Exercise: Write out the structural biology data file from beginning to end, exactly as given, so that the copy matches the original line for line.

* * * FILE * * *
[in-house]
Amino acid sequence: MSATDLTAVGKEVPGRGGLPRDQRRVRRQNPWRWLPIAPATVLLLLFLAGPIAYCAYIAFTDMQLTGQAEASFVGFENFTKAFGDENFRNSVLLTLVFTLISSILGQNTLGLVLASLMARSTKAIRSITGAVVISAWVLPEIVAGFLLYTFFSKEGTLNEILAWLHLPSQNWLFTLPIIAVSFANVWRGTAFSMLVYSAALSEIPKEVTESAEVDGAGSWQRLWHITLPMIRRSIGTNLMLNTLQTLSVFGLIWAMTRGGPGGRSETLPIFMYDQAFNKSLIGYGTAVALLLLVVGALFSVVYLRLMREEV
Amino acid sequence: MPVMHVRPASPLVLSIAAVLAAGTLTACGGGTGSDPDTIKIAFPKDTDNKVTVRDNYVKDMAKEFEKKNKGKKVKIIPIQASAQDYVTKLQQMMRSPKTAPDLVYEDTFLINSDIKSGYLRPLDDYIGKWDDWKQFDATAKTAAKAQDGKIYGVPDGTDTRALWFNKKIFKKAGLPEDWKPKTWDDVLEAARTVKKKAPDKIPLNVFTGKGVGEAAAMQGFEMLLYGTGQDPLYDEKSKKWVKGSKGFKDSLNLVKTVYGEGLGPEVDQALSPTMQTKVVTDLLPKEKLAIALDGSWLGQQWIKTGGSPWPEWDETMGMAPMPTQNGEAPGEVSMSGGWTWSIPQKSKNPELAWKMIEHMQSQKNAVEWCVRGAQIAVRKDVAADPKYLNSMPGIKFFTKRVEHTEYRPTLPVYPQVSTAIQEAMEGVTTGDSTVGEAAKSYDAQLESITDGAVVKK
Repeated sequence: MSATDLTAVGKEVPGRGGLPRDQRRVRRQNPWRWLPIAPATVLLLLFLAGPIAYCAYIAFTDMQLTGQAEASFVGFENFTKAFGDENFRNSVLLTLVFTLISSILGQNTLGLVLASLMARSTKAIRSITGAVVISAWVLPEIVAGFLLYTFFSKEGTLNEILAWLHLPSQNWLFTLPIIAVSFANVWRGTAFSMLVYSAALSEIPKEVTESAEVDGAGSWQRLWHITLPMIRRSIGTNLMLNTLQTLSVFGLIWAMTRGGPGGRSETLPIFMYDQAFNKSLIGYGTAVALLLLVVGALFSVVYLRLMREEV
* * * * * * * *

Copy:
[in-house]
Amino acid sequence: MSATDLTAVGKEVPGRGGLPRDQRRVRRQNPWRWLPIAPATVLLLLFLAGPIAYCAYIAFTDMQLTGQAEASFVGFENFTKAFGDENFRNSVLLTLVFTLISSILGQNTLGLVLASLMARSTKAIRSITGAVVISAWVLPEIVAGFLLYTFFSKEGTLNEILAWLHLPSQNWLFTLPIIAVSFANVWRGTAFSMLVYSAALSEIPKEVTESAEVDGAGSWQRLWHITLPMIRRSIGTNLMLNTLQTLSVFGLIWAMTRGGPGGRSETLPIFMYDQAFNKSLIGYGTAVALLLLVVGALFSVVYLRLMREEV
Amino acid sequence: MPVMHVRPASPLVLSIAAVLAAGTLTACGGGTGSDPDTIKIAFPKDTDNKVTVRDNYVKDMAKEFEKKNKGKKVKIIPIQASAQDYVTKLQQMMRSPKTAPDLVYEDTFLINSDIKSGYLRPLDDYIGKWDDWKQFDATAKTAAKAQDGKIYGVPDGTDTRALWFNKKIFKKAGLPEDWKPKTWDDVLEAARTVKKKAPDKIPLNVFTGKGVGEAAAMQGFEMLLYGTGQDPLYDEKSKKWVKGSKGFKDSLNLVKTVYGEGLGPEVDQALSPTMQTKVVTDLLPKEKLAIALDGSWLGQQWIKTGGSPWPEWDETMGMAPMPTQNGEAPGEVSMSGGWTWSIPQKSKNPELAWKMIEHMQSQKNAVEWCVRGAQIAVRKDVAADPKYLNSMPGIKFFTKRVEHTEYRPTLPVYPQVSTAIQEAMEGVTTGDSTVGEAAKSYDAQLESITDGAVVKK
Repeated sequence: MSATDLTAVGKEVPGRGGLPRDQRRVRRQNPWRWLPIAPATVLLLLFLAGPIAYCAYIAFTDMQLTGQAEASFVGFENFTKAFGDENFRNSVLLTLVFTLISSILGQNTLGLVLASLMARSTKAIRSITGAVVISAWVLPEIVAGFLLYTFFSKEGTLNEILAWLHLPSQNWLFTLPIIAVSFANVWRGTAFSMLVYSAALSEIPKEVTESAEVDGAGSWQRLWHITLPMIRRSIGTNLMLNTLQTLSVFGLIWAMTRGGPGGRSETLPIFMYDQAFNKSLIGYGTAVALLLLVVGALFSVVYLRLMREEV